The other two has the caption NO, NC, from Normally Open, Normally Closed.
At this point you need to choose which one you want to solder:
- Normally Open: The button doesn´t allow electricity until we press it and it closes.
- Normally Closed: The electricity circulate until we press the button and it is open.
Normally Open configuration
By default, the configuration in the firmware is Normally Open. When we push the button then the electricity circulates, Arduino detects it and the movement stops.
So you can have a pair of endstops. One for the beginning and one for the endstop (the PCB uses the same pin for the minimum and maximum)
Where is the problem?
Imagine that for any reason, the cable is broken or it disconnects. Then the machine will move forward to the end and when you push the button..nothing happens! Because the cable is disconnected. The motor will continuously moving forward. Disaster.
Normally Closed configuration
In this setup, the endstop is always pushed. When we press the button, the electricity stops. Arduino detects there is no tension and the movement stops.
This is important. If for any reason the circuit is switched off, Arduino will stop the machine.
This will happen because the button is pushed or because the cable is disconnected.
This is the most recommended configuration and the one which is used on a professional machine.
But it has a problem. With the Arduino SB CNC Shield you can use only one endstop for each axis (minimum and maximum pins are connected)
Because of it, if you use to endstops, you will need to press 2 buttons to stop the circuit.
The solution is to connect the endstop in series. Instead of connect the limits directly to the Arduino CNC, you connect the endstop pin with the next one.
The idea is, if you have all the endstop normally closed in series and anyone of them is open, the machine will stop. You won´t be able to detect which one is failing, but this does not matter.
What you need is the machine stops at the limit.
Normally Open endstop setup
This is the configuration by default in GRBL.
The first thing is to know the actual state of the endstops. We connect with our Arduino thru a terminal (such as putty.exe on Windows)
We activate the data output:
This command is weird. But listen to me. With this command we are asking GRBL to print on the terminal all the information of the position and endstops.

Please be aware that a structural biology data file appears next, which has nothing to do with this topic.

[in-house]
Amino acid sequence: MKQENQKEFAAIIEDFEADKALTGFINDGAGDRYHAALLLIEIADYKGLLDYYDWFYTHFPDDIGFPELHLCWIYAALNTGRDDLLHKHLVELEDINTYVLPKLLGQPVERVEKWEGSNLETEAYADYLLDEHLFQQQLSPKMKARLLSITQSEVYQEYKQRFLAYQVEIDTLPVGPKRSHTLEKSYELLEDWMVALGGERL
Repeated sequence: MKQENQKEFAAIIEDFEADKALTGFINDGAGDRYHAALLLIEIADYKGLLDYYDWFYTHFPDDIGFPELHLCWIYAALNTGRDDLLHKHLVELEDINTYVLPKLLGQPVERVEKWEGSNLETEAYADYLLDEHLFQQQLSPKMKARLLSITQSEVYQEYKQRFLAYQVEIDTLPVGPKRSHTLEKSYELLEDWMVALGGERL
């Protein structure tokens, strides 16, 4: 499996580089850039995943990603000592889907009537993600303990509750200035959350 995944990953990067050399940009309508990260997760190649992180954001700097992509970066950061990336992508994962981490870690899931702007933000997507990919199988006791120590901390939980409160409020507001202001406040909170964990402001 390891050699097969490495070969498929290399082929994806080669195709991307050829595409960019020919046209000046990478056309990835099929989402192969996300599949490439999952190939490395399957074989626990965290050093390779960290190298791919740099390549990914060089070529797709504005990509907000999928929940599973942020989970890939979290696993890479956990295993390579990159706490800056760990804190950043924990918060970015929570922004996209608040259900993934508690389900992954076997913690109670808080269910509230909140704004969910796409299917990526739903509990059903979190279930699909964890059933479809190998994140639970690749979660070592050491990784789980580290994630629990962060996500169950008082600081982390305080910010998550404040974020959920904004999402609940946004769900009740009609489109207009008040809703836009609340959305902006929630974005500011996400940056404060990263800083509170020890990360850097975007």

To view this information, we have to press
? (you can press
? although the machine is moving).
Lim:000 all ok
Lim:001 X limit pressed
Lim:010 Y limit pressed
Lim:100 Z limit pressed
Lim:111 XYZ limits pressed
Do you understand the idea, don´t you?
We can make tests with the endstop pressed and typing
Now that we know the states of the buttons, we activate the Normally Open configuration (it is already activated in series but we go step by step.
With this, we are informing that all buttons are normally open, and when they are pushed the circuit will be activated. This means if we are not pressing anything we will view
Lim: 000 in the output.
It is time to activate the hardware endstops:
With this, when we push any of the endstops, GRBL will get attention and everything will stop. We will need to rest the machine to continue.
Now we order the machine to go forward, using a simple gcode (move forward 100 on the X)
The X motor will move forward. And when the endstop is pushed, then the machine should stop and GRBL will indicate we are in alert.
We reset the PCB and test with the next axis.
Normally Closed endstop setup
The difference is, you need to inform GRBL that the buttons run on the other way around. Closed means not pressed and open means pressed.
With this, GRBL understands that the button is normally closed and when this is pushed, the circuit open.
We test the state with the command
? and check that the limits are on
The yellow jumper EN_SETUP
By factory default, when a circuit is closed, the Arduino pin which detects the endstops is connected to GND. That is why it is called Active Low. It means that it is activated when the pin is set to 0.
But there are situations, more technically, that the people prefers to activate it when it is set to 1 (active high). Ins this case, we need a resistor to do the pull down, and change the yellow jumper to EN_SETUP.
In this configuration it makes sense if you are working at an electrical noisy environment and there are risks that the limits are enabled because of interferences.
My advise is don´t use it unless you know exactly what you want to do and maintain the Active Low.
- Schematic PDF
- https://github.com/staticboards/sb-cnc-shield : Github Repository
- http://blog.protoneer.co.nz/arduino-cnc-shield/ Original design with all the relevant information
- https://github.com/grbl/grbl : GRBL firmware.
- https://github.com/winder/Universal-G-Code-Sender Java application to control the CNC